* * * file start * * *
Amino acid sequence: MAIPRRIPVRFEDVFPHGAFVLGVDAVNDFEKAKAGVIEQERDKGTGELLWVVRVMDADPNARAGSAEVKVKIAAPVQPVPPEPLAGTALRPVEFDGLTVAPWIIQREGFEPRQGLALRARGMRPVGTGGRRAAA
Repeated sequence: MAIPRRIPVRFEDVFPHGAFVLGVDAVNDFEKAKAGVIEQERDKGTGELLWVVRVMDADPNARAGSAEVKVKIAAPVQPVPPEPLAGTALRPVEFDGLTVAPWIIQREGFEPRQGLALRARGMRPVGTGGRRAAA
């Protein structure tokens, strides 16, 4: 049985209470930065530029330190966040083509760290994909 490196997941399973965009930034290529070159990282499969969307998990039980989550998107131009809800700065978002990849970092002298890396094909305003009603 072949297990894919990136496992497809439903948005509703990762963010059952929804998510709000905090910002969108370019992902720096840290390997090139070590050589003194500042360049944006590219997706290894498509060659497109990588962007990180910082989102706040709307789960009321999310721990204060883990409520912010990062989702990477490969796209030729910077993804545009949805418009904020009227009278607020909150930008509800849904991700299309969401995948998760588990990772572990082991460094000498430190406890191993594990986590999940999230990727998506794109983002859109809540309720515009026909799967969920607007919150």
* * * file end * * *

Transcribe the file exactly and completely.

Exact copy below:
Amino acid sequence: MAIPRRIPVRFEDVFPHGAFVLGVDAVNDFEKAKAGVIEQERDKGTGELLWVVRVMDADPNARAGSAEVKVKIAAPVQPVPPEPLAGTALRPVEFDGLTVAPWIIQREGFEPRQGLALRARGMRPVGTGGRRAAA
Repeated sequence: MAIPRRIPVRFEDVFPHGAFVLGVDAVNDFEKAKAGVIEQERDKGTGELLWVVRVMDADPNARAGSAEVKVKIAAPVQPVPPEPLAGTALRPVEFDGLTVAPWIIQREGFEPRQGLALRARGMRPVGTGGRRAAA
């Protein structure tokens, strides 16, 4: 049985209470930065530029330190966040083509760290994909 490196997941399973965009930034290529070159990282499969969307998990039980989550998107131009809800700065978002990849970092002298890396094909305003009603 072949297990894919990136496992497809439903948005509703990762963010059952929804998510709000905090910002969108370019992902720096840290390997090139070590050589003194500042360049944006590219997706290894498509060659497109990588962007990180910082989102706040709307789960009321999310721990204060883990409520912010990062989702990477490969796209030729910077993804545009949805418009904020009227009278607020909150930008509800849904991700299309969401995948998760588990990772572990082991460094000498430190406890191993594990986590999940999230990727998506794109983002859109809540309720515009026909799967969920607007919150």